David: Thank you. Most of it is from Germany; the main still is a Mueller. As you know, in the United States we had prohibition, and spirit-still manufacturers stopped making this type of equipment. So the European still evolved while our industry stalled for a while. German craftsmanship is second to none, the technology is impeccable, and it’s producing splendid spirits for us.
GK: Tell us about your still.
Jack: It’s a 500 L. still. They call it a hybrid still because it uses two different types of distillation together. The left side is known as the traditional pot still. That makes a great flavored bourbon. The right side, the column, is a column still, invented in the mid-1920s. That gives us control
over the proof of the product that we're going to produce. We do three distillations a day. We distill bourbon to 150 proof and our gin and vodka bases to 185 proof.GK: Jack, tell us a bit about the charring process.
Jack: The barrels have to be brand new and charred on the inside. We char by igniting the barrels with coal and let it burn to our specifications. Charring brings out the smokiness. The charred coal helps caramelize the sugars on the inside of the barrel, so right behind the char, there is what's called a caramelized sap ring, and that gets dissolved by the whiskey and brings out vanilla, butterscotch, and caramel flavors.
GK: Tell us about the bottle.
David: We found a bottle that we thought would fit our image and we call that a flask-style bottle. But if you look at it, it's got a nice chunk of thick glass at the bottom, which is part of what makes it a quality product.
GK: The logo?
David: We hired Miles Finch Innovation to help us design the logo. We were struggling to capture the right perspective and attitude in the illustration, so we eventually had one of our employees push a barrel across the floor and took about 200 pictures of him until we got the profile we liked. Then the agency created the icon artwork from that, which ultimately became our logo.
GK: It looks like you might be able to hold events here, do you?
David: Yes, thank you, to us, it's like no other. We give tours and tastings. We are getting astonishing acceptance from the
the surrounding communities, and our guests are becoming more and more frequent.
Jack: Do you know what the angel's share is?
GK: No, I have no idea.
Jack: There are the angel's share and the devil's cut. We lose about 15 percent to evaporation, so the alcohol that leaves the barrels and goes to the heavens is called the angel's share. What stays in the barrel is what's called the devil's cut.
~ by Leo Bushey
For more infomation about Litchfield Distillery: www. litchfielddistillery.com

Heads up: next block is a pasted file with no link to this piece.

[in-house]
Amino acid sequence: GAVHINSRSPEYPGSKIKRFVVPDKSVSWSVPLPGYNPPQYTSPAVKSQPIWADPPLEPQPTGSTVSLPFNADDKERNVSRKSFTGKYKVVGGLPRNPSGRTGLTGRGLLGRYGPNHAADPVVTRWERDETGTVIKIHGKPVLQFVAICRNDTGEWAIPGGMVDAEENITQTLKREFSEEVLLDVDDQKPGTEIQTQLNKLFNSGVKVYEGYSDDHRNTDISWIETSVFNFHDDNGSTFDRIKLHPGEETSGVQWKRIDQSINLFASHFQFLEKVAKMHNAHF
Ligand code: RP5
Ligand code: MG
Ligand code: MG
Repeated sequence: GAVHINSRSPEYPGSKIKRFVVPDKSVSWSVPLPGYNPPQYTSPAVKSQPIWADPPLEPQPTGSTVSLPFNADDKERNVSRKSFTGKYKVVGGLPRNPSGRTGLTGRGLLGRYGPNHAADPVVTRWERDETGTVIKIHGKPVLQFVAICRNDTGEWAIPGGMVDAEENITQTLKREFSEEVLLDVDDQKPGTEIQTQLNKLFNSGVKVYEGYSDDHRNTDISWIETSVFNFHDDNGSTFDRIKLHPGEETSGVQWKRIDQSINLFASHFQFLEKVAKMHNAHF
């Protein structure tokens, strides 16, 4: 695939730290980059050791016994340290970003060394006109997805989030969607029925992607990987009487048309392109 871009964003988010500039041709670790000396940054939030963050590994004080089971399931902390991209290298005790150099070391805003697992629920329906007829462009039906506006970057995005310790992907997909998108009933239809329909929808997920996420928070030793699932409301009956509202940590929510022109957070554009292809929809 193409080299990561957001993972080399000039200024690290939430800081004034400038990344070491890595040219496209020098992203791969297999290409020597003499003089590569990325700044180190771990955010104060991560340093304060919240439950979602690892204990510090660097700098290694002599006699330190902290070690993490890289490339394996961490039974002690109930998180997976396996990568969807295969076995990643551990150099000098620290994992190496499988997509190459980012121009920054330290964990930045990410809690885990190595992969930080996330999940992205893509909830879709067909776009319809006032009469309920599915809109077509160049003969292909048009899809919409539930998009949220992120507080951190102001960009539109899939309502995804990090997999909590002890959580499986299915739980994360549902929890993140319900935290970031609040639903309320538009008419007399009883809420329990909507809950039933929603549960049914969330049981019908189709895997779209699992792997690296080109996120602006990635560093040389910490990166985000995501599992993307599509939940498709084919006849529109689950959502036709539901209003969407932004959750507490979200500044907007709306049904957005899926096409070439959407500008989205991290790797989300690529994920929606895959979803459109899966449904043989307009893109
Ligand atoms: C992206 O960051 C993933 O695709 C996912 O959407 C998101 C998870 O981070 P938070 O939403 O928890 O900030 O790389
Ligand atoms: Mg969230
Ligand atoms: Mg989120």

recipe by Doug Blair, Executive Chef at Cassique at Kiawah Island Club, South Carolina, USA.
Bread Crumb Topping
Melt the butter in a pan, then whip in the flour to make a roux. The consistency should be like creamy peanut butter.
Cook the roux over medium heat for 15 minutes.
Reduce the shellfish demi-glace to 8 oz. for the correct strength.
Heat the milk and 8 ounces of shellfish demi-glace together to just under a simmer. Add to roux, whipping constantly until incorporated.
Let the mixture simmer for 20 minutes, then season with the cayenne pepper and nutmeg and remove from heat.
After removing from heat, stir in the four cheeses, gradually starting with the pepper jack, then followed by the other three (no particular order) until the cheese is completely melted, resulting in a smooth cheese sauce. Do not return to the stove at this point to avoid a grainy texture.
While the cheese sauce is being made, boil the tubetti pasta in salted water until very al dente.
When the pasta is done, add it to the cheese sauce then stir and season with salt and black pepper to taste.
Fold in the crab and place entire the mixture in a 10-inch round casserole dish.
Caramelize the yellow onion in some canola oil on low heat to cook evenly, stirring frequently. When the onion is light brown it is done.
Sprinkle in 2 oz. of each grated cheese, then add the crispy prosciutto and then the caramelized onions on top of the mac. Cover it with plastic wrap then foil and bake at 350°F for 15 minutes. If baking from a cold state, the cooking time is 40 minutes.
Bread Crumb Topping
While the mac is baking, melt the butter in a sauté pan and add the panko crumbs. Stir with a rubber spatula until the crumbs are evenly coated with butter.
Add the chopped herbs and season to taste with salt and black pepper.
When the mac has baked for 15 minutes, remove the plastic and foil and scatter the bread crumbs evenly across the top. Return to the oven for 5 more minutes until the breadcrumbs brown evenly and the surface is bubbling.
Serve hot in the cooking vessel.
Chardonnay, Edi Simcic, Riserva, Goriška Brda, Slovenia, 2009.